Archive for July, 2009

The First Born Sun(flower)

July 20, 2009

Sunflower 1HOME, Brooklyn: I mentioned in an earlier post that all the sunflower seeds I planted this year were harvested from last years impressive crop. I wasn’t even sure they would grow, let alone flower – but here you have it, the first sunflower bloom. This little guy is much shorter with a smaller bloom than the monstrosities that managed to flourish along our fence last year, but cheerful none the less.

It is somehow satisfying knowing these seeds were a product of my toil, and that last year, the parent flowers grew in the same place and brought beauty to our little rectangle of earth. Somehow I am cultivating history.

Justice is Served.

July 19, 2009

HOME, Brooklyn: Finally got my new camera and can show off the detail of my beautiful beans. Behold!

IMG_0084From the Baker Creek Heriloom Seeds 2009 Pure Seed Book: “Rattlesnake Pole #BN108 – This pole beans is easy to grown and produces lots of green pods that have purple streaks. Good flavor and very tender; the speckled seeds are popular in soup. This variety is great for hot humid areas.”

We are very happy with the results!

I’m sorry, beans.

July 17, 2009

HOME, Brooklyn: The injustice – I know. Unfortunately until my new camera comes, this is all I have to show. The dreaded cell phone pics. yikes. This was the first harvest this year:

IMG00096-20090706-1931Here is the second harvest, right around July 13:

mime-attachmentThe beans are quiet beautiful, green with purple markings. More to come upon the arrival of my new camera (Canon PowerShot SX10 IS, woo!)

’08 – Go Beans!

July 13, 2009

 

HOME, Brooklyn: The beans are so beautiful and growing growing growing, but I have no camera! What bad timing to have my picture taker go kaput!

Well I figured while I wait for the replacement equipment to show up in the mail I would share my first bean harvest EVER (well not ever since I think I must have planted my first bean seed when I was about 3,  but of my adult life at least. Since I have been trying, I guess.) It all started last year when Bradley and I moved in together and were lucky enough to find a spot in Brooklyn with a “yarde.” This was the first harvest:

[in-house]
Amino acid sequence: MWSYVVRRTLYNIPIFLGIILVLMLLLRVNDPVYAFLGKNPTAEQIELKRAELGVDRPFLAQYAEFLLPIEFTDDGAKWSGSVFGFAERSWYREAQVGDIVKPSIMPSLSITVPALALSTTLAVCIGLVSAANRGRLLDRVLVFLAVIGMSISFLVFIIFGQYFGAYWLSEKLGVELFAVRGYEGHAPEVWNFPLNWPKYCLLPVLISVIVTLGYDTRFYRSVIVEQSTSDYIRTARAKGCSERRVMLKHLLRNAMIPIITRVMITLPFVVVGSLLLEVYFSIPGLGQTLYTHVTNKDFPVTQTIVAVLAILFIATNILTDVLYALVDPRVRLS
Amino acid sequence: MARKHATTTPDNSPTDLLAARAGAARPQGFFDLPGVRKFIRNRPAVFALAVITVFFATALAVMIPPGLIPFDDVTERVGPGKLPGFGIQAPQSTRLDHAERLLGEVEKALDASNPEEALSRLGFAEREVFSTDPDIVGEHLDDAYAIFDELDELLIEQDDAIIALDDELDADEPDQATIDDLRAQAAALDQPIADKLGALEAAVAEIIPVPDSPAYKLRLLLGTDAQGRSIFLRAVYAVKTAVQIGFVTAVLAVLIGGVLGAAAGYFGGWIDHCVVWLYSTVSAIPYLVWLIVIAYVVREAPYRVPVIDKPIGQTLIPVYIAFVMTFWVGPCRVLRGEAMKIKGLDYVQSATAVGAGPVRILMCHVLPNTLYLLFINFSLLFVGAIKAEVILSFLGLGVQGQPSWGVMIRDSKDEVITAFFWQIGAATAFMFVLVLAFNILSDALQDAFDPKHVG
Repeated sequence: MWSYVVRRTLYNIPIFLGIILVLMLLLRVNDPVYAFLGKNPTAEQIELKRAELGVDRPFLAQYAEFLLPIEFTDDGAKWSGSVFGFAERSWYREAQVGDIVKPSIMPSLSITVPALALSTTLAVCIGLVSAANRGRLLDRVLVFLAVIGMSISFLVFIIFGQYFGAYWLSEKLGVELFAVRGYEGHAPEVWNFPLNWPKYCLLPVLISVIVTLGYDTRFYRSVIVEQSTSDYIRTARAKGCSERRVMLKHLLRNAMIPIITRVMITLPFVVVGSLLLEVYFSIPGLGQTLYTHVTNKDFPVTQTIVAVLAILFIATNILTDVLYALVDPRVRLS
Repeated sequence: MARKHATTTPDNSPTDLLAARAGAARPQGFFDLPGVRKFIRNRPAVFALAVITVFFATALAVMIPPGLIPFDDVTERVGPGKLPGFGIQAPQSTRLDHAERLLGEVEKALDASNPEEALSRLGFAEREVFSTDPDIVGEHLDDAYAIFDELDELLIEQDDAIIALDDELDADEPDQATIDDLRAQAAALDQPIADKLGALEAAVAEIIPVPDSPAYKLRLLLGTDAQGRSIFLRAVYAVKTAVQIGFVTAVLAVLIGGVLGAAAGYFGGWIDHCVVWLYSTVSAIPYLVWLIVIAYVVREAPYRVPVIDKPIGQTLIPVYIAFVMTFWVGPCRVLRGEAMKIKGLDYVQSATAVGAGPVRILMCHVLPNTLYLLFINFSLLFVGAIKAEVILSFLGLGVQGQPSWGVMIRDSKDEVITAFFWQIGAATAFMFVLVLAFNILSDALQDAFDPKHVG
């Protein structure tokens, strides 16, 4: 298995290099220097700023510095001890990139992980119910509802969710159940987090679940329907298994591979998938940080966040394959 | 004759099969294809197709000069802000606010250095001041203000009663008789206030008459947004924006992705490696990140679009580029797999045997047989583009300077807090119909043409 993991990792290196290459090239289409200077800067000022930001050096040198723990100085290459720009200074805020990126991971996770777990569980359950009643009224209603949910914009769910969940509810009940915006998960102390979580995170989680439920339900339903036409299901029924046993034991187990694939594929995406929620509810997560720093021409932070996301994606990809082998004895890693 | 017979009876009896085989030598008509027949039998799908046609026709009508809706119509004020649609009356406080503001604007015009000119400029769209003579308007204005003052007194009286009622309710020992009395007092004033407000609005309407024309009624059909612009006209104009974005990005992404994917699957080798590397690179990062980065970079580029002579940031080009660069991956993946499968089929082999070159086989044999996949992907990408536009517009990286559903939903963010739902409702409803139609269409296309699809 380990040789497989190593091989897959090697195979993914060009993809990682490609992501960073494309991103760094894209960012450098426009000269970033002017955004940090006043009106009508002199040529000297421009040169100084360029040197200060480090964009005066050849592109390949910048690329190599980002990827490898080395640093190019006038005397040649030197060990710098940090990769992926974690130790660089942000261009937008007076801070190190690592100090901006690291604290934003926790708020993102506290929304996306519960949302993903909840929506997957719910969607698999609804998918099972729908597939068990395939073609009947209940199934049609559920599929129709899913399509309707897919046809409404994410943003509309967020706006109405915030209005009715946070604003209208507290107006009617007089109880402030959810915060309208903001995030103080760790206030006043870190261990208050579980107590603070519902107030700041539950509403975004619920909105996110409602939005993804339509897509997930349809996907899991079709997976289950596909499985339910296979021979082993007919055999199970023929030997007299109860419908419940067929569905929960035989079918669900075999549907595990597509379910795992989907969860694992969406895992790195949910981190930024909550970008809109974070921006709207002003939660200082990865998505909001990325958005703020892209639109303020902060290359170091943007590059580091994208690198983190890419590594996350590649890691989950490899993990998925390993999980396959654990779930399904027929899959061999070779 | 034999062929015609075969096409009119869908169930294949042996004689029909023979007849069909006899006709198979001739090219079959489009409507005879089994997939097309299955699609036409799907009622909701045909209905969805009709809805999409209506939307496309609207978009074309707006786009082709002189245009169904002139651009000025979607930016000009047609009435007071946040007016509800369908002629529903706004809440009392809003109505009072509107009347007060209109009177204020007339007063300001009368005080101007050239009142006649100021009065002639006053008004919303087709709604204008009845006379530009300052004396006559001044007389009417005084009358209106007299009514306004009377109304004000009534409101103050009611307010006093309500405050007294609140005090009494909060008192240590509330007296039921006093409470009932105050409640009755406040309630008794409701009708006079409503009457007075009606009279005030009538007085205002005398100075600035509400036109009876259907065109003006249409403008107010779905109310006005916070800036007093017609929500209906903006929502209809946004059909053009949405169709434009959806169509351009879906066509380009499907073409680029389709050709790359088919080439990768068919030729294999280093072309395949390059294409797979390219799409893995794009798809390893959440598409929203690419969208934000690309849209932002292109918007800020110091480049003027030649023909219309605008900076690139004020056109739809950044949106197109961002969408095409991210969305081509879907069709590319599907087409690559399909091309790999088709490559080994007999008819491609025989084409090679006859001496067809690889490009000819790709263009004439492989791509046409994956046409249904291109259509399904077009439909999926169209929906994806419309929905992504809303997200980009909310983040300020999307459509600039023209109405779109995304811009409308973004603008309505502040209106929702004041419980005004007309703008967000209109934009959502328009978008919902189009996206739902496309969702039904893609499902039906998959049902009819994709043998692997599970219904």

2008 beans

We are growing a different variety this year. We’ve already harvested a round (delish) and are far surpassing last year in both quantity and size. We are also watching some pretty plump cucs show up. Stay tuned for photos of our beauties. Also send along what you’ve got growing! igrewthis@gmail.com!

Adventures with Watermelon

July 11, 2009

Tofu WatermelonHOME, Brooklyn: A couple nights ago I conquered Chile Roasted Tofu and Watermelon Slab, adapted from The Modern Vegetarian by Maria Elia. This photo is totally ripped off from her book since my camera is busted, so consider this the appropriate photo credit as due. I wont review the book too thoroughly here and now, but it is definitely a vegetarian cook book, do not buy this book if you are vegan or a meat eater – it is completely worthless to either of those preferences and relies heavily upon doing entree-like things with fruit. Which is ok once in a while, like maybe for appetizers, but it really gets kind of annoying and actually hardly fills you up and does not stick to your bones for more than say, 10 minutes. 

Anyway:

1 package of tofu (cut into 1″ thick rectangle slabs)

1 teaspoon chile flakes (if your in it to win it, this will be homegrown)

2 healthy handfulls of baby greens (i used a mix of oriental, beets and radish)

3 tablespoons roasted pine nuts (optional)

olive oil, red wine or vinegar, salt and pepper – all at hand

1/4 watermelon, cut into 1/2″ thick slabs to match tofu, refrigerated

 

Preheat oven to 375.

Cut a large sheet of foil and spread on a cookie sheet. Arrange a layer of tofu slabs and drizzle with olive oil and a generous shake of salt (the saltiness cuts the heat of the chiles, so dont be shy.) Sprinkle with a few chile flakes and fold the edges of the foil over and crease closed into a loose parcel. Place in oven and bake for 16 – 20 minutes.

In a bowl on the side toss your baby greens and pine nuts with a splash of olive oil and red wine (I prefer red  wine to vinegar because it is less abrasive and doesn’t dominate the way vinegar tends to do.) I also like to add a twist or two of fresh pepper and a pinch of salt. It’s okay if this ends up being a little liquidy because the juices will contribute nicely to the end product. You could also add cilantro or sprouts here, if you like that kind of thing.